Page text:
Muslims in London Shout "Nuke Denmark" demand "beheading of the one who insults the prophet' - threaten UK despite cartoon condemnation
February 5, 2006
Protest in London against cartoons
LONDON: Hundreds of protesters, yelling threats against Britain and Europe, gathered outside the Danish embassy in London to rally against a series of cartoons poking fun at the Prophet Mohammed (PBUH).
The peaceful but noisy demonstration was one of several taking place around the world in response to the 12 drawings that first appeared in a Danish newspaper in September and have been reproduced by European dailies this week.
"Down, down UK" and "Down, down EU," shouted several of the ringleaders as between 100 to 150 people marched from a mosque in Regent's park to the embassy in Sloane Street, where scores more demonstrators were waiting.
"UK you will pay with your blood... We support (Osama) Bin Laden," was another chant, a correspondent on the scene said.
Police surrounded the marchers-who were chanting slogans in Arabic, paying homage the prophet – while helicopters circled overhead.
Scores of protesters held angry placards, one declaring: "Behead the one who insults the prophet."
Another said: "Free speech go to hell."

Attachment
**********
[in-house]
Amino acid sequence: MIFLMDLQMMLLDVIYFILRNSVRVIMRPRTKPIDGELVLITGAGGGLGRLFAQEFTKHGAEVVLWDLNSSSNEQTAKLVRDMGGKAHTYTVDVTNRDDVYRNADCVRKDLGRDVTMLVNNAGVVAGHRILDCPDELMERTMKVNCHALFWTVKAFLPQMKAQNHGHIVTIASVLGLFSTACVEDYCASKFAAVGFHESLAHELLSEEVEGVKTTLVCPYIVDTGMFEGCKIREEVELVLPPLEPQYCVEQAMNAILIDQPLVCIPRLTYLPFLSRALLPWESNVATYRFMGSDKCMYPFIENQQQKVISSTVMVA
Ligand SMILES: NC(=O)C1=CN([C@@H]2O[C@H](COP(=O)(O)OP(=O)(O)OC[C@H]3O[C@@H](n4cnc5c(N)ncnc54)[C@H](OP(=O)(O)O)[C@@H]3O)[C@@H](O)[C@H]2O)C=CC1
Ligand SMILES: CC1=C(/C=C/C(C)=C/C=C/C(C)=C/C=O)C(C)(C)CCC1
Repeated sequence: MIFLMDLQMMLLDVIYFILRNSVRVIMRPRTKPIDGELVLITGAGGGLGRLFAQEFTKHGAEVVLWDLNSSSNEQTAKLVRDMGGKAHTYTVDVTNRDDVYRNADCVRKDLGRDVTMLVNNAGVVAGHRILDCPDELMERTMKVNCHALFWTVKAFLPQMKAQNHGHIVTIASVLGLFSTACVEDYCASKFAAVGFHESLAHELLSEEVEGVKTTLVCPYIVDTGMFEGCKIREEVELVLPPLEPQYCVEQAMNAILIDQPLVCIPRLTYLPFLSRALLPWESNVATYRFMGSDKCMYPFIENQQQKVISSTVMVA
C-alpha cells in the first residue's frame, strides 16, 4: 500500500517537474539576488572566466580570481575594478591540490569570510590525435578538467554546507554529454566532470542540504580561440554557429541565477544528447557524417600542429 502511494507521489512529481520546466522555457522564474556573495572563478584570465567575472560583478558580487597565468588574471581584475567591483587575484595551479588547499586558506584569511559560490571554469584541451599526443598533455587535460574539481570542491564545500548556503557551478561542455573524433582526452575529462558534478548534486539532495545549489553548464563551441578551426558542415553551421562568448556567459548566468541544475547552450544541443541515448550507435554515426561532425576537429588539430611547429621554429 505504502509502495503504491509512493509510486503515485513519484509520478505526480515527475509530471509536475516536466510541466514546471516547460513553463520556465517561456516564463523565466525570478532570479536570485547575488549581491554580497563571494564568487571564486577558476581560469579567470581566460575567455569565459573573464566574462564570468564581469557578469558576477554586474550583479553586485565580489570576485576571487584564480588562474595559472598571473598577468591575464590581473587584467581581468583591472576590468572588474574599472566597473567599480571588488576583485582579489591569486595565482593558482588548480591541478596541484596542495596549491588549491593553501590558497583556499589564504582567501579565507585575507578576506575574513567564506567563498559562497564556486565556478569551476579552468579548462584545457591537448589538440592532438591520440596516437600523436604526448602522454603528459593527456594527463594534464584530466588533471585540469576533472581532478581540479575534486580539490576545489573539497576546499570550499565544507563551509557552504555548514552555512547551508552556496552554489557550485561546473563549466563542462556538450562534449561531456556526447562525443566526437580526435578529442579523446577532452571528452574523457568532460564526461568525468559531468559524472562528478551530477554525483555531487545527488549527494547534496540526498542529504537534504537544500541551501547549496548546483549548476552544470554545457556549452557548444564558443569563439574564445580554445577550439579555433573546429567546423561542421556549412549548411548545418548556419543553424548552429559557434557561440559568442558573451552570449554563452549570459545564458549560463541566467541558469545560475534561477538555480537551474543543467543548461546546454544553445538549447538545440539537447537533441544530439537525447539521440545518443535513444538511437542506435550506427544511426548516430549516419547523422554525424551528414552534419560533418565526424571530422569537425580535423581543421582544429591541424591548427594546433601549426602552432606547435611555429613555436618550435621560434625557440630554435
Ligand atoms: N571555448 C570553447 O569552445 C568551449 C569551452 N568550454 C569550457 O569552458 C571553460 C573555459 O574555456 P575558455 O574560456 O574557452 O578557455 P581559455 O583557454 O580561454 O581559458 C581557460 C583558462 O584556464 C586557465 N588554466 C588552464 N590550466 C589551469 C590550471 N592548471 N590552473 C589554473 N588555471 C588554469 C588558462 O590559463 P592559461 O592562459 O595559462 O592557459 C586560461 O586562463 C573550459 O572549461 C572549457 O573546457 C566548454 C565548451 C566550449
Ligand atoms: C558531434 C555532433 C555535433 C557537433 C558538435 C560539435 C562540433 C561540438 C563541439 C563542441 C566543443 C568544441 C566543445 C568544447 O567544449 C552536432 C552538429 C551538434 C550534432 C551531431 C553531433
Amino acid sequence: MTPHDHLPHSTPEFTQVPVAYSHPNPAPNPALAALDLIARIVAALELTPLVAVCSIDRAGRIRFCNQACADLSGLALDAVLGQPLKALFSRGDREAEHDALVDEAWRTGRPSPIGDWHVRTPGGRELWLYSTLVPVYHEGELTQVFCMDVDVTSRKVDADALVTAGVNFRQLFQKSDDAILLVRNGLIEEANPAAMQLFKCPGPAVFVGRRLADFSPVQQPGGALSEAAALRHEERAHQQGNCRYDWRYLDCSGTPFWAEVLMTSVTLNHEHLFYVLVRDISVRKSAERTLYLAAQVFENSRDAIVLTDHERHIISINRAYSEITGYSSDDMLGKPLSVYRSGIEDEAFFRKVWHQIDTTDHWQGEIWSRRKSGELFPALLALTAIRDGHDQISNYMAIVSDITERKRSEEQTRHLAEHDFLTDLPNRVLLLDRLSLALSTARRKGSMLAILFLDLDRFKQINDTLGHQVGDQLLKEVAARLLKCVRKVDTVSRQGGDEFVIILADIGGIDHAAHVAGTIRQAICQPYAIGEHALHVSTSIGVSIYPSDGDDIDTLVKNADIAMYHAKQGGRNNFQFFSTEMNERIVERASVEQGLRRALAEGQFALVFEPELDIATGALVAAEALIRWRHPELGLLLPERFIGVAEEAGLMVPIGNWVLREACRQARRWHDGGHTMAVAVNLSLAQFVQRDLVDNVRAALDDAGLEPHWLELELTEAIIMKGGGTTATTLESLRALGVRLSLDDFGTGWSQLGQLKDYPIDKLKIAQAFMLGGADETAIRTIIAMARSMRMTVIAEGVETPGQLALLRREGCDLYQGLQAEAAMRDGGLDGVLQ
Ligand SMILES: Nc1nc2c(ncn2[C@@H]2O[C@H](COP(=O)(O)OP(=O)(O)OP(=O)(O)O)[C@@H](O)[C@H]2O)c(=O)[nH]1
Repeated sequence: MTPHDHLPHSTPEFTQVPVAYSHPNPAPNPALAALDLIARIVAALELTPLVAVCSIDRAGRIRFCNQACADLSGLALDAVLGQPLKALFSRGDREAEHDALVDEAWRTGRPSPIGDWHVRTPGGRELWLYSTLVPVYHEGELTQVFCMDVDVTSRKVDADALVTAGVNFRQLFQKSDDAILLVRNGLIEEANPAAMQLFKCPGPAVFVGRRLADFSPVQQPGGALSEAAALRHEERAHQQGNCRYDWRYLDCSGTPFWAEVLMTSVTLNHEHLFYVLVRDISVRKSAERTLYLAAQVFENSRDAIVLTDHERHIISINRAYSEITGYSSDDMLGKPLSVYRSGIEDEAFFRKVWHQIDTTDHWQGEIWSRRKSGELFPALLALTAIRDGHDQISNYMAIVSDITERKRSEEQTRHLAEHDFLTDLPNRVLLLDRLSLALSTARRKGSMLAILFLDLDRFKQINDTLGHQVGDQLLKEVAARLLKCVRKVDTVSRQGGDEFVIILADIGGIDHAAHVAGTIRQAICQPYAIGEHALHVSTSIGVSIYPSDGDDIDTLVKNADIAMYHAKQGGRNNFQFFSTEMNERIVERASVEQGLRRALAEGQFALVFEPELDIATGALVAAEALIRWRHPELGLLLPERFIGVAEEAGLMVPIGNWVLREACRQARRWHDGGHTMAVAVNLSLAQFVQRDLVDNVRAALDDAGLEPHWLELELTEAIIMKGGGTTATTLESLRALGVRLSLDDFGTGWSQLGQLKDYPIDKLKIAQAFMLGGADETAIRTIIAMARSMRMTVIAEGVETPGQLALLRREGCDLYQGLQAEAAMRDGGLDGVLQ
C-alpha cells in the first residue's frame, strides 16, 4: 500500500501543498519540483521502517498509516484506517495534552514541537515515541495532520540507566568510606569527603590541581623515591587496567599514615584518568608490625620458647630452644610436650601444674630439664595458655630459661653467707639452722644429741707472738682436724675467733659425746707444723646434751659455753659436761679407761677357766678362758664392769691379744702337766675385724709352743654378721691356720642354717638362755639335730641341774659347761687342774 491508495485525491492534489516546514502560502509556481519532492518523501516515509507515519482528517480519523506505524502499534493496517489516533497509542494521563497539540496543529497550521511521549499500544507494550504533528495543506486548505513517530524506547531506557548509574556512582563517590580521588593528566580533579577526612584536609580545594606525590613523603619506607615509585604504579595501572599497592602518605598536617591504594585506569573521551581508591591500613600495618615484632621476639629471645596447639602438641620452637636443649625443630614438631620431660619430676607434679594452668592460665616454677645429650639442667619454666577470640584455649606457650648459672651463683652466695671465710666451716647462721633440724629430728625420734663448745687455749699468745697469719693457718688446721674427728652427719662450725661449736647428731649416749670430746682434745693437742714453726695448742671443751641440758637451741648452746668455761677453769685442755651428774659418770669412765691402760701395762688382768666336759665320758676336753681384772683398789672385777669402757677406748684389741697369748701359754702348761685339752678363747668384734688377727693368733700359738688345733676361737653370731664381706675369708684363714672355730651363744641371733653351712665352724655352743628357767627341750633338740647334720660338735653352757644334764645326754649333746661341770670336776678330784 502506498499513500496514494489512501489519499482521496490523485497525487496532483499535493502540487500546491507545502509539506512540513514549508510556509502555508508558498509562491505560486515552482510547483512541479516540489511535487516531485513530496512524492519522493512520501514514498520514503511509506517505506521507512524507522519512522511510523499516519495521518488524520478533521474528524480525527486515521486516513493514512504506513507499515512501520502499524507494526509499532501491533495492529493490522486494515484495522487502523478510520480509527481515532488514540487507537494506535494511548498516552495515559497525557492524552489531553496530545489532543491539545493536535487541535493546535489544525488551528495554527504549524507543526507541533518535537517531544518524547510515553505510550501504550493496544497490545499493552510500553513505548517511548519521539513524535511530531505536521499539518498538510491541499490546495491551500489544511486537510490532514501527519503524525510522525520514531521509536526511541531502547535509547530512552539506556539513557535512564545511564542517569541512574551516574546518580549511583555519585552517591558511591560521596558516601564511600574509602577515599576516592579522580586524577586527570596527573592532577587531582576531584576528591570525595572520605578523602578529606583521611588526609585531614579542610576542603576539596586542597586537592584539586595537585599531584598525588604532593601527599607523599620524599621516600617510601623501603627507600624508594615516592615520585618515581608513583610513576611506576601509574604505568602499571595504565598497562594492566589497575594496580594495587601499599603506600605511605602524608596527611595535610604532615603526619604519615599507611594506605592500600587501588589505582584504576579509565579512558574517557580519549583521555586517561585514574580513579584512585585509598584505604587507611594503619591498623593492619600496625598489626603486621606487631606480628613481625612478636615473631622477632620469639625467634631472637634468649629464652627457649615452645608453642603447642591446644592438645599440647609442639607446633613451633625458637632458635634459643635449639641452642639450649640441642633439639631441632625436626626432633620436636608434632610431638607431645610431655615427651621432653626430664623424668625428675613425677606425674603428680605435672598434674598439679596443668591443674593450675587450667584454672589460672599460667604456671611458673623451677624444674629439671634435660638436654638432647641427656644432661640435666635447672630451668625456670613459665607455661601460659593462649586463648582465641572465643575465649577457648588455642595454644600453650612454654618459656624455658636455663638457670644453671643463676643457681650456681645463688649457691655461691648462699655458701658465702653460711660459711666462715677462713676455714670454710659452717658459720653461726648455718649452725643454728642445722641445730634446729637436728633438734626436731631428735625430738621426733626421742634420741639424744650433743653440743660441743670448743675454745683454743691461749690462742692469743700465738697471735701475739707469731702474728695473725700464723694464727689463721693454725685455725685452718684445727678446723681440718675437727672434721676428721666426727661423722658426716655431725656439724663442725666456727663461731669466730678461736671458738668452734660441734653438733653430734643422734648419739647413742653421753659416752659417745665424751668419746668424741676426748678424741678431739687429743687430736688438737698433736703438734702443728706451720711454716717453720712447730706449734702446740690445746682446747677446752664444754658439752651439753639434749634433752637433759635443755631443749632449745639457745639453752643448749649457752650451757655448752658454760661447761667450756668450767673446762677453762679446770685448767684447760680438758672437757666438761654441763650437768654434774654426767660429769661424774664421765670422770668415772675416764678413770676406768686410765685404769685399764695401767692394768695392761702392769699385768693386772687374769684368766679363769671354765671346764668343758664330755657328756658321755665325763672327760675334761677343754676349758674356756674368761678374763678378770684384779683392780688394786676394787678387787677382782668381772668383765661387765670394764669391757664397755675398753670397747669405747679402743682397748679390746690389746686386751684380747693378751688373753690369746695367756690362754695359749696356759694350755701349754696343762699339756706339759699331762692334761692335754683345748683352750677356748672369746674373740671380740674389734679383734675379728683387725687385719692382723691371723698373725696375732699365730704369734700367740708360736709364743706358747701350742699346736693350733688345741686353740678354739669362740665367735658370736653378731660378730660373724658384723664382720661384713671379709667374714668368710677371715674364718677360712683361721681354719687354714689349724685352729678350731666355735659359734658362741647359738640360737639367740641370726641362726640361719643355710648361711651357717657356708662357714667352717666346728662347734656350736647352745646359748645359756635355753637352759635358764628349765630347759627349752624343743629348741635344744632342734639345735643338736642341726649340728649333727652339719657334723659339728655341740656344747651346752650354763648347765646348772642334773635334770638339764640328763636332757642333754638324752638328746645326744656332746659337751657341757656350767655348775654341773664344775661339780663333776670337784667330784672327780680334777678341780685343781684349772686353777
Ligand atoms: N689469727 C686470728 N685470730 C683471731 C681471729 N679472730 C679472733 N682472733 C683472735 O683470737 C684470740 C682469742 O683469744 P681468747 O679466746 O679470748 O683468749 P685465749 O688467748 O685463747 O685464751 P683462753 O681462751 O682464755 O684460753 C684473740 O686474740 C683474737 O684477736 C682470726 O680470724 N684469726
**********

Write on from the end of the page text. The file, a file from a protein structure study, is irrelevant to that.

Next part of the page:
Mohammed Abdul, an electrician, rejected the argument of free speech given by many European newspapers to justify reproducing the cartoons.
"It has caused a lot of offence and now some people will take it into their own hands to retaliate – they don't know what they have done," the 20-year-old said as he waved a placard which read: "Punish those who insult Islam."
Passions rose when two Danish flags were set alight, and the crowd shouted "bomb bomb Denmark" and "nuke nuke Denmark".
Bushra Varakat, a 26-year-old student from southeast England, said the prophet did a lot of things for Muslims and non-Muslims alike.
"We don't know why these silly people use these cartoons unless they were showing how much they hate us," she said. "We have to defend our prophet otherwise Allah will punish us. We will not accept this ridicule."
Britain's normally provocative newspapers have so far refused to publish the cartoons. The best-selling tabloid Sun said it had chosen not to print the cartoons out of respect for its Muslim readers while other papers said it was important not to inflame religious tensions in the country.